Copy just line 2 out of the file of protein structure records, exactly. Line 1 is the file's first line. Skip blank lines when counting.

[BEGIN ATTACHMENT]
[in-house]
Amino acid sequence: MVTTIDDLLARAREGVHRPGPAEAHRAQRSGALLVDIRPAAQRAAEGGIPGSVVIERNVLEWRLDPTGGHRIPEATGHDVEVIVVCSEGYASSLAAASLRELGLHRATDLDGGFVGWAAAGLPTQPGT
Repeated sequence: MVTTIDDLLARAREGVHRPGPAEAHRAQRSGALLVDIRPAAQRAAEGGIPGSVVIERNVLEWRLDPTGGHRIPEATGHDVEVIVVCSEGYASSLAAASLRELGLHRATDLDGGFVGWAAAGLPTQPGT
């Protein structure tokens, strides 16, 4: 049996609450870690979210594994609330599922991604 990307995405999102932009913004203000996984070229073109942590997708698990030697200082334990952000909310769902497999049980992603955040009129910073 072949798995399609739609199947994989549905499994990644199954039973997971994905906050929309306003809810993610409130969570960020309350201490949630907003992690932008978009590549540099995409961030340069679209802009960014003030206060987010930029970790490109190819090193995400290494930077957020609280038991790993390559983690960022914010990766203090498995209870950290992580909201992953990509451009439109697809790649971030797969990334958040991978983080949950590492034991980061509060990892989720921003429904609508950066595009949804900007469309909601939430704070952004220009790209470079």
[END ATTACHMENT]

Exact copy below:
Amino acid sequence: MVTTIDDLLARAREGVHRPGPAEAHRAQRSGALLVDIRPAAQRAAEGGIPGSVVIERNVLEWRLDPTGGHRIPEATGHDVEVIVVCSEGYASSLAAASLRELGLHRATDLDGGFVGWAAAGLPTQPGT